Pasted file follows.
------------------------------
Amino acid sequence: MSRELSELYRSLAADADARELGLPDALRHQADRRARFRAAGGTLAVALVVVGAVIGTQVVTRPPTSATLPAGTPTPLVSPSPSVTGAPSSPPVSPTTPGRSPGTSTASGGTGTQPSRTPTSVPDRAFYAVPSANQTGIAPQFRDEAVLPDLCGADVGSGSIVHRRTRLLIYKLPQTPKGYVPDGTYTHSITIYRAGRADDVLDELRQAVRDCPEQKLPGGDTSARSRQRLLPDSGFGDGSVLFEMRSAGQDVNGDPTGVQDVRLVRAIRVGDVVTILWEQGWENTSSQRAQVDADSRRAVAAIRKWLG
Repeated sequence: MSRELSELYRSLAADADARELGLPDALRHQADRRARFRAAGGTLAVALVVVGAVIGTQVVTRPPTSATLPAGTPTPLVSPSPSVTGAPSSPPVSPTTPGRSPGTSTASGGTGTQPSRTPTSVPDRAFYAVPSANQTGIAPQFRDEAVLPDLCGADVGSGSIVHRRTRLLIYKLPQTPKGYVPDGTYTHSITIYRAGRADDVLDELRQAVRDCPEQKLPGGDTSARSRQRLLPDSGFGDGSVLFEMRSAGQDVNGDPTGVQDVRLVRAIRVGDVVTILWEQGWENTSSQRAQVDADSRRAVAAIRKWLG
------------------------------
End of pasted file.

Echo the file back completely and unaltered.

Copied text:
Amino acid sequence: MSRELSELYRSLAADADARELGLPDALRHQADRRARFRAAGGTLAVALVVVGAVIGTQVVTRPPTSATLPAGTPTPLVSPSPSVTGAPSSPPVSPTTPGRSPGTSTASGGTGTQPSRTPTSVPDRAFYAVPSANQTGIAPQFRDEAVLPDLCGADVGSGSIVHRRTRLLIYKLPQTPKGYVPDGTYTHSITIYRAGRADDVLDELRQAVRDCPEQKLPGGDTSARSRQRLLPDSGFGDGSVLFEMRSAGQDVNGDPTGVQDVRLVRAIRVGDVVTILWEQGWENTSSQRAQVDADSRRAVAAIRKWLG
Repeated sequence: MSRELSELYRSLAADADARELGLPDALRHQADRRARFRAAGGTLAVALVVVGAVIGTQVVTRPPTSATLPAGTPTPLVSPSPSVTGAPSSPPVSPTTPGRSPGTSTASGGTGTQPSRTPTSVPDRAFYAVPSANQTGIAPQFRDEAVLPDLCGADVGSGSIVHRRTRLLIYKLPQTPKGYVPDGTYTHSITIYRAGRADDVLDELRQAVRDCPEQKLPGGDTSARSRQRLLPDSGFGDGSVLFEMRSAGQDVNGDPTGVQDVRLVRAIRVGDVVTILWEQGWENTSSQRAQVDADSRRAVAAIRKWLG